Jan 042013

A little after the 23-minute mark of our recent Most Polite Performance in Rock post drummer Bev Bevan comes out from behind his drumkit to the fore of the stage to announce something to the audience. Some may see this as a generous form of “giving the drummer some.” I can’t stand when bands let drummers leave their kit to have a word with the audience. A drummer’s got all the power, dignity, and status one musician can ask for on his or her throne. (And remember: no other musician gets to play on a THRONE.) They need to maintain their special place in the order of a band. I get similarly annoying seeing Dallas Mavericks owner Mark Cuban sitting courtside in a long-sleeve t-shirt (or worse) at one of his team’s games. It goes beyond former Atlanta Braves owner Ted Turner‘s Man of the People move of sitting in a field-level box for his team’s games. Turner still looked like he could buy everyone in the stadium: fans as well as players. Cuban’s behavior is beneath the class and pomp and circumstance I expect from a multi-millionaire sports franchise owner, and likewise a showboating drummer who rushes to the front of the stage is doing a disservice to the hard-earned privileges of fellow drummers.

I saw a band last month that let the drummer come out from behind his kit practically every other song to lead cheers for the audience. Many in the audience seemed delighted by his clowning, but I bet most of you here would agree that multiple trips to the fore of the stage are too many for any drummer. How do you feel about the drummer making even one appearance from behind his kit? Most importantly, how do the drummers in the house feel about this practice?

I look forward to your thoughts.

Should drummers be allowed from behind their kits?

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Oct 152012

Is there a drummer in the house?

The first thing that caught my eye when I stumbled across the above video by Christie’s 1970 UK hit “Yellow River” was the double bass drum featured in the video’s still. As unappealing as I’ve ever found even the concept of hearing a song involving a double bass drum, those things look cool. I suppose that’s the point, but drummers: has any song ever been improved by the use of a double bass drum? Have you ever been playing a song with your band and thought to yourself, Damn, if only I had a double bass drum!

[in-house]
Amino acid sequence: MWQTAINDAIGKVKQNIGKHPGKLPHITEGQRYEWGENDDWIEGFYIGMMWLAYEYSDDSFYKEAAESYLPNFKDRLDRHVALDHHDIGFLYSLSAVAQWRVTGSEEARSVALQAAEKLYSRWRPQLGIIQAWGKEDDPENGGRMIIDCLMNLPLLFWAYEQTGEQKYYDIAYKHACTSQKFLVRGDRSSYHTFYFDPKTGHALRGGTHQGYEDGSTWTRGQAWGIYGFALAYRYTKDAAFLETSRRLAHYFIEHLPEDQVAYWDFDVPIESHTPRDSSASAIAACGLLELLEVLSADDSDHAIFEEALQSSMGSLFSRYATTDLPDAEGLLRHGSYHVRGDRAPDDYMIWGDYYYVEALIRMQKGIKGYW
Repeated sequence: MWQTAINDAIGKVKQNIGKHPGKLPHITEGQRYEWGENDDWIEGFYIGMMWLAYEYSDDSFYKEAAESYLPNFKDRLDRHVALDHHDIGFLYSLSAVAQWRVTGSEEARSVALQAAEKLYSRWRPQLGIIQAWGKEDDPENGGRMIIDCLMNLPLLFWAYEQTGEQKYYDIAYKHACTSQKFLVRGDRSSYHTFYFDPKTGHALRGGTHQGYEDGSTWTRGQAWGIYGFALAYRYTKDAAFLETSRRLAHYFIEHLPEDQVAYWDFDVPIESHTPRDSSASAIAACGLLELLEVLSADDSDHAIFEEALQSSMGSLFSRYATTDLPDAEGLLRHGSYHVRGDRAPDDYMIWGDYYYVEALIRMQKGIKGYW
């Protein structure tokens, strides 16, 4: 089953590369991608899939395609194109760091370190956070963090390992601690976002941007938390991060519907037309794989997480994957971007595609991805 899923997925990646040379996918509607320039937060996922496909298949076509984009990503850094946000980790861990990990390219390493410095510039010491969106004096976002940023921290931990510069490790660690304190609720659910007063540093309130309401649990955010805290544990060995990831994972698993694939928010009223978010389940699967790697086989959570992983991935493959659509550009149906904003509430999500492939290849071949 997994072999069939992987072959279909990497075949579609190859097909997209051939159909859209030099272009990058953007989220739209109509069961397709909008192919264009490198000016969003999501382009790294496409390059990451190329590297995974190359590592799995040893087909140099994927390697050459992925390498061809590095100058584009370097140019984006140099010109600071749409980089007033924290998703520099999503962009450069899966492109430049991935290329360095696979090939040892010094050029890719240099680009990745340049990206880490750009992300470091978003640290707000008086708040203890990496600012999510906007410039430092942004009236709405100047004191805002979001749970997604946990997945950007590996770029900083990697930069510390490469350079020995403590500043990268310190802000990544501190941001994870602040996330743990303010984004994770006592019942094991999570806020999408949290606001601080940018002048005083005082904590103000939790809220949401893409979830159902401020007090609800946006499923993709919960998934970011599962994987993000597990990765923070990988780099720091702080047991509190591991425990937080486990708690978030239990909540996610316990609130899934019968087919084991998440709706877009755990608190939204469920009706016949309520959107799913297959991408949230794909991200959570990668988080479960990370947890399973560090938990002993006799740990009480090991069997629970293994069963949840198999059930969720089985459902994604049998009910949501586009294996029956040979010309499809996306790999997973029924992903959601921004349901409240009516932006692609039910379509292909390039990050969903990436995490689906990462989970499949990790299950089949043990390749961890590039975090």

I am curious to learn of songs that were actually improved by the use of the dual kick drum, and I am curious to know whether you prefer Christie’s take on “Yellow River” using that set up or, as seen in the following clip, when the drummer is reduced to a single bass drum.

Sep 302012

I thought there had been a thread about this subject awhile ago, but I guess not. If not, then the time has come to honor the iconic drum intro to The Ronette‘s “Be My Baby.” You know the one: Bum-ba-bum-BOOM!

Phil Spector added echo to drummer Hal Blaine‘s bass drum, and everyone’s tried to imitate it and capture its Wall of Sound grandiosity ever since. How many imitations, renditions, samples and variations are there?

Apr 242012

A drummer worth watching.

A few years ago we promised to examine the stage stances of rock musicians by instrument, beginning with a mostly likely eventually groundbreaking piece on bassists. I don’t think we ever took this series any further…until now.

You hear the phrase that a great performer is “larger than life.” For rock musicians, that larger than life pose is literally grounded in the musician’s basic stance. Everything the musician does from that initial stance—be it swaying to the music, keeping time with his or her foot, placing a foot on the monitor, punching the air with a sweaty fist—flows from that initial stance, or gesture. You might find it curious that we’re rebooting this series with an examination of the stance of drummers, since few drummers actually stand up in the first place. However, I encourage you to think of a drummer’s stance in broader terms, that is, as the drummer’s presence from behind his or her kit. A distinctive drummer “stance” can add a lot to one’s enjoyment of a band’s live performance.

There’s no “right” stance, although as we examine the rock stances of various musicians, we may argue that there are “wrong” stances. I wouldn’t put it past us. It is highly likely, throughout the course of this series, that we’ll overlook an important stance. Please don’t hesitate to add to this base of knowledge. In fact, I am incapable of doing this survey justice alone.

Jan 252012

In a recent New Yorker music review of Dangermau5, Sasha Frere-Jones references a music production style that I wasn’t aware of:

The core and tempo of the music are provided by the kick drums and snare drums of disco, often without the high hat. Some producers call it the “Kate Bush” beat: kate (kick) bush (snare), kate (kick) bush (snare).

A drum style named after that English chanteuse? Are there other drum beats or production effects out there that are named after other musicians? Is there an Ig (floor tom) gy (floor tom) Pop (crash)? What would a “Paul Weller” sound like?

I’m just curious and hope that those of you in the know can help us out.


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